Court battles are complicated, stressful, and may last years before reaching a final resolution. Plus, in a trial, you relinquish the power to a judge or jury to decide your fate. Before proceeding to trial, or before you even file a lawsuit, you should seriously consider resolving your civil dispute through Alternative Dispute Resolution, also known as ADR.
Three Common Forms of ADR
If you watch television dramas or legal movie thrillers you’re bound to hear one of the characters exclaim, “I’ll see you in court!” In reality, approximately 95% of civil disputes are settled before trial by reaching an out-of-court agreement.
The most popular ways to resolve civil suits are mediation, arbitration, and settlement conferences. Let’s look at each method and why one of these options may be the best way to resolve your situation.
During mediation, the two parties meet with a neutral person known as a mediator. The goal is to reach a solution that both sides can accept. The mediator guides the parties, but he or she does not decide any issues or make any rulings. Most mediators are trained to help the parties reach a middle ground while still controlling their resolution.
Mediation is recommended when there is an ongoing relationship between the parties who expect future interaction and want to keep things civil. Mediation is also helpful in divorce cases where the parties may be too emotional to resolve their dispute on their own.
Mediation is not appropriate for every situation. If one of the parties refuses to communicate or compromise on anything, mediation is a waste of time. Also, if there is a large power imbalance or a history of abuse between the parties, mediation should not be attempted.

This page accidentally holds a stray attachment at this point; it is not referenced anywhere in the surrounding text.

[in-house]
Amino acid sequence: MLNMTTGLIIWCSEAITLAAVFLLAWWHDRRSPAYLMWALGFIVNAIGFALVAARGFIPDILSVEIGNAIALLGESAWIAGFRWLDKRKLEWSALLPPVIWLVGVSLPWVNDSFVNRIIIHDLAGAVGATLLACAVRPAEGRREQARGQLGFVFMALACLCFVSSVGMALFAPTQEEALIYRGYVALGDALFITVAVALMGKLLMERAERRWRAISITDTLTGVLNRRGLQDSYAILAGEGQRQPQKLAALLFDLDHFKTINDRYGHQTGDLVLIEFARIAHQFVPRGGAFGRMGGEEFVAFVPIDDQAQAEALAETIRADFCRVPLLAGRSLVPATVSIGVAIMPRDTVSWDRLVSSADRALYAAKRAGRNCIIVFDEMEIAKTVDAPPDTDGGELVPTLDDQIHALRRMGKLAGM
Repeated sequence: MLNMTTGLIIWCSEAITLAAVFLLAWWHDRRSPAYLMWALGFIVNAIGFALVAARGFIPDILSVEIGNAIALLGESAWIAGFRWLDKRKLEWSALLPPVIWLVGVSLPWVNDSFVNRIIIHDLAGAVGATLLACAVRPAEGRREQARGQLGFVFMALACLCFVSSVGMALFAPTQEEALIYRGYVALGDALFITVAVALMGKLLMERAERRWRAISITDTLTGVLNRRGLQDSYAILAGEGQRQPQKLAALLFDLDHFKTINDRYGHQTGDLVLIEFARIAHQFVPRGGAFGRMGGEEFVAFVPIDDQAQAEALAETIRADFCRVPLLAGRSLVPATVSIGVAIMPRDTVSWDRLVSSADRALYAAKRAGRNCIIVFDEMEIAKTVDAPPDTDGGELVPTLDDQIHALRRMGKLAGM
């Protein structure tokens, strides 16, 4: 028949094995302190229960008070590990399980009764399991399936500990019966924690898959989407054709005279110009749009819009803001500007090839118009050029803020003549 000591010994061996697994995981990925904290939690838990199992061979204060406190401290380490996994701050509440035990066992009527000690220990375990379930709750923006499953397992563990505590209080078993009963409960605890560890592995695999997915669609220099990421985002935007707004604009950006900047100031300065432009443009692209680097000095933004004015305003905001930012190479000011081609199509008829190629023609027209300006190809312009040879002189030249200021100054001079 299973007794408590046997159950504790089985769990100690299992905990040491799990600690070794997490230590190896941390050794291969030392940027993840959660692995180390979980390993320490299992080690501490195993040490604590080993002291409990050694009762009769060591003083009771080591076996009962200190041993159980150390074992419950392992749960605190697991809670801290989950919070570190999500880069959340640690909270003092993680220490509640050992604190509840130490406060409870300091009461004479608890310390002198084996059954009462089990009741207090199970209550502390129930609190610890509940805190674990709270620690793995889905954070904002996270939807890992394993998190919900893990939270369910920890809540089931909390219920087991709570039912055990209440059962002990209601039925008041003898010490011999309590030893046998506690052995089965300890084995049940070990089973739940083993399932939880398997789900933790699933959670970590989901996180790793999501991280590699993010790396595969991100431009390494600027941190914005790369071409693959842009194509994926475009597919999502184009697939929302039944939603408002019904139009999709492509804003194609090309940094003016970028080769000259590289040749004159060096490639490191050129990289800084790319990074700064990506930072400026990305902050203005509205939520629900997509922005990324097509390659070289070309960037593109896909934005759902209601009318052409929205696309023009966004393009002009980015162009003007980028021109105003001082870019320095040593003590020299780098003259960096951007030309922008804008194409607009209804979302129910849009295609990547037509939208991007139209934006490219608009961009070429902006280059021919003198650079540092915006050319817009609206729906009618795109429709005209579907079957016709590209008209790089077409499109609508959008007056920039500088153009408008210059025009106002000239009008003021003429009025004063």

Similar to mediation, arbitration employs a neutral third-party known as an arbitrator who listens to both sides of the story and arguments about why each party should prevail. However, the arbitrator has the power to make a decision that resolves the case. This sounds like a trial, but it is less formal and courtroom rules are relaxed.
The decision may be binding or non-binding. Binding arbitration means both sides agree to be bound by the arbitrator’s decision, whether they like it or not, and they agree they will not proceed to trial. With non-binding arbitration, either side can reject the decision if they don’t like it and request a trial to finalize the case.
You should consider arbitration if you can’t reach an amicable resolution with the other side, you both want someone else to make the decision, and you want to avoid the time and expense of a full-blown trial. Keep in mind, if you want to keep control of the outcome of your dispute, do not agree to binding arbitration.
Settlement can be possible while a lawsuit is pending. Depending on the circumstances, settlement conferences may be voluntary or mandatory. The parties and their attorneys meet with a judge, or a neutral “settlement officer,” to discuss the resolution of their case. The judge or officer does not make an official ruling, but they do use legal experience to point out the strengths and weaknesses of both sides to help guide the parties to a resolution.
In most civil disputes, the parties can request a voluntary settlement conference at any time because judges are happy to help resolve cases and clear up their dockets. In some cases, court rules require a mandatory settlement conference near the trial date to avoid a trial if possible.
The Benefits of ADR
Attorneys Noreen Evans and Deirdre Kingsbury understand when a case must be tried and when it should be settled. They can explain your options, help you settle your case if appropriate, or vigorously advocate in the courtroom to provide your best possible outcome. At Evans Kingsbury LLP we are trial lawyers with decades of experience, including trials and settlement success. Call us today at (707) 596-6090 or fill out our easy contact form to discuss your case.